animal envelope. The yellowish coloured oval mouth, sur- 
rounded by an inwardly and outwardly folded lip, is distinctly 
perceptible. True ¢entacula are missing; a greenish fleshy 
mass extends from the mouth to near the margin of the star, 
and is there drawn out into several folds, at the apex yellow- 
ish, which, however, do not evince any definite arrangement, 
yet generally exhibit two rows. When the folds are most di- 
stinct they project at the furthermost only 4rd of a line; greater 
I have never seen, although I have preserved the animal alive, 
and observed it for several days. By this want of true ¢en- 
tacula the genus differs, likewise with respect to the animal, 
very essentially from Cyathina, Ehrenberg, where the ¢enta- 
cula are very regular, filiform, and orbiculate (gekn6pft). All 

et aes 

Dr. Drummond on the Equivocal Generation of Entozoa. 101 

the motions of the animal are in the highest degree slow and 
sluggish, which I have likewise observed in fs Aes ee Oculina 
and Cladocora. 

Priate IV. Fig. 6. Desmophyllum Stellaria, Ehrenberg. Nat. size, sitting 
on Nullipora Lithophyllum expansum, Phil. 

XV.—Thoughts on the Equivocal Generation of Entozoa. By 
| Jas. L. Drummonp, M.D., Professor of Anatomy and 
| Physiology in the Royal Belfast Institution, &c. 

In studying the Entozoa, one of the first things which de- 
mands our attention, is the peculiarity of the situations which 
they occupy. When we look abroad upon the features of the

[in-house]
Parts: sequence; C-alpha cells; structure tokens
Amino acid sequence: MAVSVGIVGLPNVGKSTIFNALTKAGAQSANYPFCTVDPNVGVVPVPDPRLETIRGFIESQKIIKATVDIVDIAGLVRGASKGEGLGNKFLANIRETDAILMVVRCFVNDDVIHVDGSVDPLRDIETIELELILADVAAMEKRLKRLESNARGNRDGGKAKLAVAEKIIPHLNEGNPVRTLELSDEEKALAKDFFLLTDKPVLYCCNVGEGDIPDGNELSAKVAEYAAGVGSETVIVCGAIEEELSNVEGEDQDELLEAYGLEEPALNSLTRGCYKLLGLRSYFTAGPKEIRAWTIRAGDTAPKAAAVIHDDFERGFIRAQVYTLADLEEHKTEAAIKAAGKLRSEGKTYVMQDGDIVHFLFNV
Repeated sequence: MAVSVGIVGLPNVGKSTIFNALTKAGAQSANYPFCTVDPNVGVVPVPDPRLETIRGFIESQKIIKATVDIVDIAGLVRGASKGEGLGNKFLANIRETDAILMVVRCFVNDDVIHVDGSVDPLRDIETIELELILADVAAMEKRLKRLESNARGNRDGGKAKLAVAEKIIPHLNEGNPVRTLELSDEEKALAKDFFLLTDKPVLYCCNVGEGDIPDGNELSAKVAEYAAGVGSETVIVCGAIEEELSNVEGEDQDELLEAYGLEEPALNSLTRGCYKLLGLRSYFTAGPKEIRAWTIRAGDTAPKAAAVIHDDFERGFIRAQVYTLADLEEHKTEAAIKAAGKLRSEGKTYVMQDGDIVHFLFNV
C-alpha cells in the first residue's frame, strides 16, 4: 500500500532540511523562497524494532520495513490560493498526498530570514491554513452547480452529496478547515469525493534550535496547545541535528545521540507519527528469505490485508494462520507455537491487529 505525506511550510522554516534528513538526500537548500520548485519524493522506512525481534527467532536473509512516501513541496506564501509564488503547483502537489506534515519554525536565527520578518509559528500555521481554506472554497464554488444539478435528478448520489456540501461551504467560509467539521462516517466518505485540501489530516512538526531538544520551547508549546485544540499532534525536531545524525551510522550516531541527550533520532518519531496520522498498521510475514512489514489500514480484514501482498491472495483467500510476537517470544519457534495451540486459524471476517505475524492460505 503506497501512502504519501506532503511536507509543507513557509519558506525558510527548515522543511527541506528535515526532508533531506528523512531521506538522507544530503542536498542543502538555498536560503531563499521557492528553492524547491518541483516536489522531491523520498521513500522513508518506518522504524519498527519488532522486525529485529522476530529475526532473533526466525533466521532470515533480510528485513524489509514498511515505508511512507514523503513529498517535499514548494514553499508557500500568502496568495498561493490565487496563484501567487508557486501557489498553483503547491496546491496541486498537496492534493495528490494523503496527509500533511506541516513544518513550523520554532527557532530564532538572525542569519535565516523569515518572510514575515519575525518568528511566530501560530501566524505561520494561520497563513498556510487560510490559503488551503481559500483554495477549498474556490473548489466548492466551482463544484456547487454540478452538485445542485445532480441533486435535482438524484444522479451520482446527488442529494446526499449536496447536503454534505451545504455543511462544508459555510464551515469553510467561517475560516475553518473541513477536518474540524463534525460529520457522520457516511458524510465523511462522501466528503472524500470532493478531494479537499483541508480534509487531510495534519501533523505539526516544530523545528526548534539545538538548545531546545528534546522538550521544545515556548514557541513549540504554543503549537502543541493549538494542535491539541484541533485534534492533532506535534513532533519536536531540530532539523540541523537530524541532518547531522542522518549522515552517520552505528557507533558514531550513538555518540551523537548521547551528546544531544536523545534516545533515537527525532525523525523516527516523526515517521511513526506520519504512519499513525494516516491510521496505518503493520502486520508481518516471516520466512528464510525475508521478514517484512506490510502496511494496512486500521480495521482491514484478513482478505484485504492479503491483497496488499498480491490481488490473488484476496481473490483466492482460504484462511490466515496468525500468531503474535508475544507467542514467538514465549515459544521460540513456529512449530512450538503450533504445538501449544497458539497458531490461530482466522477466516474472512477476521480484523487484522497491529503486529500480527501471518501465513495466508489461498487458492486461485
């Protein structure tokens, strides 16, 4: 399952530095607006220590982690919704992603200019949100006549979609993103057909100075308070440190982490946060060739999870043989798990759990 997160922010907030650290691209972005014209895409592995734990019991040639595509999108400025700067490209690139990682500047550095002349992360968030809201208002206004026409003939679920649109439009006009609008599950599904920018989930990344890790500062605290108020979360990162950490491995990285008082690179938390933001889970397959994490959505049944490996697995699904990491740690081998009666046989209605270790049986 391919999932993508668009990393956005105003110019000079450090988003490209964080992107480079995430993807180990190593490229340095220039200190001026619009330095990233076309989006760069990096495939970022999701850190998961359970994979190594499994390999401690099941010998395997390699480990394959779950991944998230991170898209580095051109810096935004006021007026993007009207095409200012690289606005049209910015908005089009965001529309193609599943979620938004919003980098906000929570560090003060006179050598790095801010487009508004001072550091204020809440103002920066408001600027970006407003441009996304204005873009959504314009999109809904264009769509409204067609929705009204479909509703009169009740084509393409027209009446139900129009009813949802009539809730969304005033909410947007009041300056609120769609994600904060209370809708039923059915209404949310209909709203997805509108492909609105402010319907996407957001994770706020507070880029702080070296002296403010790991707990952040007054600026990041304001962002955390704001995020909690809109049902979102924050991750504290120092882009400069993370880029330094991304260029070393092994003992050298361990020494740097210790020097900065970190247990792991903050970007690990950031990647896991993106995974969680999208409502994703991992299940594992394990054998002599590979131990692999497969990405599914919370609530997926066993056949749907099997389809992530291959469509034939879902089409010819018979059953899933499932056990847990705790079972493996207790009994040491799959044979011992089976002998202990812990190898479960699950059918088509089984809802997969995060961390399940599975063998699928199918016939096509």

globe which we inhabit, we find that every part is filled with 
animal and vegetable life; whether we visit the frozen regions 
of the poles, or the countries for ever exposed to the heat of an 
equatorial sun, we see that every clime has its animals and 
plants, and these in general, so constituted in their structure 
and ceconomy, as to be fitted peculiarly for the circumstances 
of the place in which they reside. The White Bear delights 
in the perennial snows and ice of its native region, and the 
Lion in the fervour of the torrid zone ; but were they to change 
situations, the former would die from the excessive heat, and 
the latter would as certainly perish from the intolerable cold. 

And so it is with the Entozoa; they have been ordained 
to inhabit, alone, the interior of other animals; and though 
many of them will live for several days when removed from 
that situation and put in water, yet that can only be deemed 
a lingering death, for at length they infallibly perish from the 
unnatural circumstances in which they are placed. It has 
been asserted, indeed, that some of the intestinal worms 
have been found living in other situations. Thus, Linnzus 
supposed that the Fluke-worm (Distoma hepaticum) was to 
be found in fresh water, as also the common T'ape-worm in 
muddy pools, and the Ascaris vermicularis in marshes among 
the roots of decaying plants. (Rudolphi, i. 371.) But it has 
been shown by Muller and Rudolphi, that he had mistaken 
other external species of animals for true Entozoa; that his 
supposed Tenia and Fluke-worm were the Planaria lactea, 
and his Ascaris vermicularis a quite different animal. 

But even admitting that a true entozoon should be found in » 
a pool or rivulet of fresh water, still something more would be 
necessary to prove that such was its natural habitat. Every